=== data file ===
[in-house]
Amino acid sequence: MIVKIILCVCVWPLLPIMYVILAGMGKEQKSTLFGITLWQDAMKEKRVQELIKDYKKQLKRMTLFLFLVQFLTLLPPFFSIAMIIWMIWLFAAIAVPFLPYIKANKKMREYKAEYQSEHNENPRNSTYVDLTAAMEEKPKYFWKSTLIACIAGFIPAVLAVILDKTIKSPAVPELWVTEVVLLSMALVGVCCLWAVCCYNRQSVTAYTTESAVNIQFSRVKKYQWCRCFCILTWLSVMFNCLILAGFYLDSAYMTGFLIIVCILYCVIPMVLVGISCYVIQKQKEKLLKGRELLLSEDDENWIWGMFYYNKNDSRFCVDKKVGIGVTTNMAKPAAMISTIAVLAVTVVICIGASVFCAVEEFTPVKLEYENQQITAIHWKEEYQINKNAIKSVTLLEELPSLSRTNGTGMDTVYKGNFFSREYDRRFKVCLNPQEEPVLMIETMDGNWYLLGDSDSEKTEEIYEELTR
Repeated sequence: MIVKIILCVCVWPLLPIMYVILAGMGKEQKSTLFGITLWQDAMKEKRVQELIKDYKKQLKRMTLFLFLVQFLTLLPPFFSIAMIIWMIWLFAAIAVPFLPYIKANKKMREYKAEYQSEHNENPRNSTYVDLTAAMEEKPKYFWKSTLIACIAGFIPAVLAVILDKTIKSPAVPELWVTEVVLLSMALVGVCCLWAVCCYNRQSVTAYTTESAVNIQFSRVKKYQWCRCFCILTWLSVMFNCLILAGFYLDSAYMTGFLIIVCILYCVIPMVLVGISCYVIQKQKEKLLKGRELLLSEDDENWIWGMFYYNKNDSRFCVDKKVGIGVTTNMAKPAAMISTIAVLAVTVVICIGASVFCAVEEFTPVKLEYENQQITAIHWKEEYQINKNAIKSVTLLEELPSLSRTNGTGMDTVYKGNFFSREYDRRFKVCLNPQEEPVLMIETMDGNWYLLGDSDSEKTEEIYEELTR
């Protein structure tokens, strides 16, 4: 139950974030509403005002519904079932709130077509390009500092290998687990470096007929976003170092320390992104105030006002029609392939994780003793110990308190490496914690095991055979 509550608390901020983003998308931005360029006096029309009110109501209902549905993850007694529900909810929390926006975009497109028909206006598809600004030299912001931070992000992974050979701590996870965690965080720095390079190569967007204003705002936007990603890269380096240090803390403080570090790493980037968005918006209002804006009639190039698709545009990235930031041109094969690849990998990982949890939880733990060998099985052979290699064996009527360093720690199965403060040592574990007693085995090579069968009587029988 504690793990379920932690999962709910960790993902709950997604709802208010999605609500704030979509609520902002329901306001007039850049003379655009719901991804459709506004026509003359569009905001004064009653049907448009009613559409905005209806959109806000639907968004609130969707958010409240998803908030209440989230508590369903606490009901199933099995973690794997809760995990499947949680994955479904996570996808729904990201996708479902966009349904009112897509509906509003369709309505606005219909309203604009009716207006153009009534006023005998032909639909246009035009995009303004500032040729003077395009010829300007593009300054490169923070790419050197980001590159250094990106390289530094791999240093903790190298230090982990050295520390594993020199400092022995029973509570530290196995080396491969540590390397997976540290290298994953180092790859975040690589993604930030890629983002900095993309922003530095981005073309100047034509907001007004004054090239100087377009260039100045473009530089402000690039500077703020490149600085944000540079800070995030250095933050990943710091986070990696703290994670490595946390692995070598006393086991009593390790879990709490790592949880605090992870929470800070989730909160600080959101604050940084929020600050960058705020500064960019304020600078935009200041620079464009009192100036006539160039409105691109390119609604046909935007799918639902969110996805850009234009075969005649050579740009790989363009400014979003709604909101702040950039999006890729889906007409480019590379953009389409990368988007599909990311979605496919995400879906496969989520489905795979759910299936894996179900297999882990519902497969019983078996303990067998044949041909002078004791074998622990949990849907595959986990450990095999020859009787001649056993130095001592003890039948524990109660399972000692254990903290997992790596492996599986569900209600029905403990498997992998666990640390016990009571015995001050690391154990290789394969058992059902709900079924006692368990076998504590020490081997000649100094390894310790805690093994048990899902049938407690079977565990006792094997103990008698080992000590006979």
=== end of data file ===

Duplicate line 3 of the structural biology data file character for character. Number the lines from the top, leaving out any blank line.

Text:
Repeated sequence: MIVKIILCVCVWPLLPIMYVILAGMGKEQKSTLFGITLWQDAMKEKRVQELIKDYKKQLKRMTLFLFLVQFLTLLPPFFSIAMIIWMIWLFAAIAVPFLPYIKANKKMREYKAEYQSEHNENPRNSTYVDLTAAMEEKPKYFWKSTLIACIAGFIPAVLAVILDKTIKSPAVPELWVTEVVLLSMALVGVCCLWAVCCYNRQSVTAYTTESAVNIQFSRVKKYQWCRCFCILTWLSVMFNCLILAGFYLDSAYMTGFLIIVCILYCVIPMVLVGISCYVIQKQKEKLLKGRELLLSEDDENWIWGMFYYNKNDSRFCVDKKVGIGVTTNMAKPAAMISTIAVLAVTVVICIGASVFCAVEEFTPVKLEYENQQITAIHWKEEYQINKNAIKSVTLLEELPSLSRTNGTGMDTVYKGNFFSREYDRRFKVCLNPQEEPVLMIETMDGNWYLLGDSDSEKTEEIYEELTR